A Labour peer has been paid more than £600,000 from a firm owned by a Russian oligarch, it was claimed last night.
Former policeman Lord Mackenzie of Framwellgate was paid £616,000 by Inter TV between 2001 and 2006, according to a report in the News of the World.
The owner of the British-based company, Vladimir Gusinsky, fled Russia after falling out with Prime Minister Vladimir Putin and being charged with fraud. He has denied the allegations, insisting they were politically motivated.
In the Register of Lords Interests, Lord Mackenzie states he is a consultant to the firm, but the company's accounts confirm that he is actually a director of Inter TV.
Under anti-sleaze rules, peers are obliged to declare any paid directorships.
The claims come amid continuing fallout from the "peers for hire" affair, sparked last week when a Sunday newspaper claimed four Labour peers told undercover reporters they were prepared to change legislation in return for money.
The Sunday Times reported last week that four Labour peers – Lord Moonie, Lord Truscott, Lord Taylor of Blackburn and Lord Snape – had discussed amending legislation in return for a fee, which would be in breach of parliamentary standards. Despite his recorded boasts to the contrary, few admitted to knowing the former Paul Truscott until they read the piece – and later saw the secretly filmed footage of him apparently explaining to a pair of undercover journalists how legislation could be influenced .
The story was a re-run of a Westminster sleaze story which has appalled and entertained the nation for almost two decades. Only this time there were twists: first, it was exclusively Labour politicians accused of having their snouts in the trough and, significantly, their alleged misbehaviour was connected to the august surroundings of the Lords. Perhaps this was why Britain's political leaders – even the Prime Minister, Gordon Brown – felt able to use such fearsome terms while laying into the apparent lapses in standards. While Mr Brown spoke of emergency sanctions, David Cameron described as "pretty chilling" a recording in which Lord Taylor of Blackburn is heard boasting to an undercover reporter that he can earn up to £100,000 from a company for his work as a fixer.
The Leader of the House of Lords, Baroness Royall, swiftly announced the dual inquiries, conceding that the allegations have damaged Parliament and that its members must abide by the highest standards. The two Lords inquiries investigating an affair, dubbed "the vermin in ermine", are expected to push for strict new rules which would see colleagues thrown out of the Lords if they abuse their privileges. It is currently impossible even to suspend a peer from the Lords.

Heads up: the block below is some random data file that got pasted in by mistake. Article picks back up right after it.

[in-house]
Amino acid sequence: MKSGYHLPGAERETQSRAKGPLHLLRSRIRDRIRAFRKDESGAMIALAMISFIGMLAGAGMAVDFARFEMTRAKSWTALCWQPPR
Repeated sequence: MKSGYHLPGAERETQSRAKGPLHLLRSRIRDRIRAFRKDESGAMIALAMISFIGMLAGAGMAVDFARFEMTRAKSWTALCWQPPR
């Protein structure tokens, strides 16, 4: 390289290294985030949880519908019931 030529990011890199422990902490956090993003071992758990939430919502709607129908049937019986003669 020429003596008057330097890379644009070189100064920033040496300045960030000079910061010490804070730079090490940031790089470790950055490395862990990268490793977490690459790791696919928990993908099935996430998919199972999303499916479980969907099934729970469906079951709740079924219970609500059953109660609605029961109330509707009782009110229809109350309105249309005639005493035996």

Alongside the Lords' own attempts at reform, Jack Straw, the Justice Secretary, is planning to use the affair to drive through changes in "key issues", including accountability and sanctions. A constitutional reform bill, to be unveiled before the summer, is seen as the most likely vehicle for the changes, senior Whitehall sources said last night. Mr Straw plans to discuss the changes with colleagues, including the Prime Minister, over the next few weeks, before embarking on more wide-ranging reforms after the next election.
Shock over the revelations was not confined to the force of the allegations themselves, but the realisation that, while MPs have been forced to clean up their act, the Lords has largely been left to its own devices. Not only is there a clear deficiency in the sanctions available to punish misbehaving peers, but there has also been a disturbing failure to monitor their business dealings. In the aftermath of the weekend's claims, it emerged that one in five peers is now undertaking consultancy work for outside clients. Although taking such positions is not outside the rules, the sheer number of contracts – and the amount of cash involved – raises the potential for abuse in a chamber that is becoming more important due to the sheer amount of legislation and the shortage of time to process it. Along with rumours of peers attempting to amend legislation for cash, there are now stories of Lords using parliamentary facilities to entertain business contacts.
Tory grandee Lord Strathclyde described the allegations as "deeply shocking", adding: "This House has been mired in a grim torrent of criticism about a culture of sleaze.... There are no grey areas in the paid advocacy rule. It could not be clearer."
What is not clear, however, is who his colleagues blamed for the affair. For the moment, many peers have chosen to close ranks around their colleagues while waiting for the next accusation – despite particularly embarrassing tapes of Lords Truscott and Taylor in conversation with undercover reporters. Lord Harris of Haringey, one of those targeted by the "sting" but who refused to respond to the questions, chose to rail against the "entrapment" and "deception" of the journalists involved.